A book club is an intensive instructional context, not simply an activity you assign. Eventually, students will be able to take the lead because of your teaching and support, but you may interject an occasional comment or question that extends students’ thinking in ways they can’t do for themselves. As you respond to students during a book club, you demonstrate that each student’s perspectives and ideas are valued.

Engaging in thoughtful talk means going beyond casual sharing to make strong and explicit links between students’ own experiences and understandings and the larger ideas in a text. When students talk seriously and in-depth about books, the benefits are enormous.

The Fountas & Pinnell Literacy™ Team 

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February 13. 2018

9 Tips for Introducing New Words to Learn

As you help children learn new words, use some of the following teaching suggestions:

  1. Use language that makes it clear you are talking about a word (not a letter): “This word is [word].” (Some children confuse letters and words and may be focusing on only a part.)
  2. Encourage children to look at the beginning of the word and show them what that means.
  3. Read the word as you run your finger under it, left to right.
  4. Ask children to look closely at the word and say what they notice at the beginning.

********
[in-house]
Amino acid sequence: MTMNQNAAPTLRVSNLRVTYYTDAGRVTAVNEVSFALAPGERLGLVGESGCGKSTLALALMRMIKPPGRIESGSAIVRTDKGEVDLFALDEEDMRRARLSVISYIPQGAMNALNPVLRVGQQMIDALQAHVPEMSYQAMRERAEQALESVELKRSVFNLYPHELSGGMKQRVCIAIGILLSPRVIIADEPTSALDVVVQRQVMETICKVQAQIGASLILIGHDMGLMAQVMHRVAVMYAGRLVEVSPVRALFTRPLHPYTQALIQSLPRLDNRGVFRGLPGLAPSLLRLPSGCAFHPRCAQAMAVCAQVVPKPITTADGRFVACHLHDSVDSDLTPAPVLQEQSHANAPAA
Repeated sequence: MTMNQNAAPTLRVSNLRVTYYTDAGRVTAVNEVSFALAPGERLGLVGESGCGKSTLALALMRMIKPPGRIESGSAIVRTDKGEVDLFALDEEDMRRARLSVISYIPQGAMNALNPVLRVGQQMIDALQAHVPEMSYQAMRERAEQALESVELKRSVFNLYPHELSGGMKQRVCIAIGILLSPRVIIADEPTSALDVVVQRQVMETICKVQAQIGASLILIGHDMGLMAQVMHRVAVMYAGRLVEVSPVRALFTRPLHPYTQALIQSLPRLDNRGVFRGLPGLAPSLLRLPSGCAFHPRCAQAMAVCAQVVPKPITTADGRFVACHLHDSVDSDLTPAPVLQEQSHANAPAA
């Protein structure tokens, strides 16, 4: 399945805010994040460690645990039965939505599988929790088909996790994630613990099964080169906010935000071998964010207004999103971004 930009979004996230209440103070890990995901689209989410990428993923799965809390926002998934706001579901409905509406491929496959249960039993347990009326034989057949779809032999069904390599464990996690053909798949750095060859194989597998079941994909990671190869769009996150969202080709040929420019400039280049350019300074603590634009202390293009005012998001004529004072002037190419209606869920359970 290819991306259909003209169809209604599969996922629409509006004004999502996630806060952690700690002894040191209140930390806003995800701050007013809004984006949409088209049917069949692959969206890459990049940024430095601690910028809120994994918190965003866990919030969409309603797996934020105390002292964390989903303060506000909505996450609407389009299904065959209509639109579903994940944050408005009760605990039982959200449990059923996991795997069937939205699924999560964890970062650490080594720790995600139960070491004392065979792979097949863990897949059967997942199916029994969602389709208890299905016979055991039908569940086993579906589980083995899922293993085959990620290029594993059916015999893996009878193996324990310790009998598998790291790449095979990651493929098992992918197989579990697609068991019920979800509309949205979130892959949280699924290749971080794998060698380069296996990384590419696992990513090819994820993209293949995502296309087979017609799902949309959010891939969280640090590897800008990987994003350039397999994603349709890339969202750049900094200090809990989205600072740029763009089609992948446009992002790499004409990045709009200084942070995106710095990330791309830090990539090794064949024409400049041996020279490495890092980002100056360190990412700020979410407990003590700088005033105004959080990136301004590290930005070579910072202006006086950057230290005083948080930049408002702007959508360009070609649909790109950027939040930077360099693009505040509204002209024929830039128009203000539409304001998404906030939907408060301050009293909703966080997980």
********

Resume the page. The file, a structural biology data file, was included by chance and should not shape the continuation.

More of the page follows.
5. Ask children to look at the word and then read it as they run a finger under it, left to right.
  6. Use another word to help children remember a new word: an, and; the, then.
  7. Help children notice the first letter and then look across the word left to right to notice more.
  8. Give children magnetic letters in order to build the word left to right.
  9. Using magnetic letters, have children break a word by pulling down the first letter and then the rest of the letters. Then have them put it together again.

From Leveled Literacy Intervention Orange System Guide, Second Edition by Irene C. Fountas and Gay Su Pinnell. Copyright (C) 2017 by Irene C. Fountas and Gay Su Pinnell. Published by Heinemann.

February 9. 2018

FAQ Friday: What Is the Purpose of the Getting Started Lessons in LLI?

Q: What is the purpose of the Getting Started lessons in Leveled Literacy Intervention (LLI)?

A: The 10 Getting Started books are pairings of lap books and student books used at the beginning of the LLI Orange and Green Systems to provide maximum support for children for whom the world of print is very new. The books are introduced and read using a shared reading approach: reading to, reading with, and then reading by the students. The goal of the Getting Started lessons is to help children become active, engaged learners and to build a foundation of early reading and writing behaviors. 

Since they are reading the books with such a high level of support, children are able to read levels A, B, C, and D. During this time they are exposed to multiple text features and literacy concepts in a small group setting. 

Then, following the Getting Started lessons in LLI Orange, children begin instruction at Level A. After having experienced higher-level books, they will have a great deal of confidence in their own ability as well as a strong foundation to begin to learn and practice strategic actions needed for the reading process.

The Getting Started lessons can be used for a variety of purposes: students who are instructional at level A, B or below, students who need high support in establishing early literacy concepts, English Language learners, students who need to get a strong fast review of early literacy concepts, students who need to establish routines, and older Special Education students who are reading at lower levels.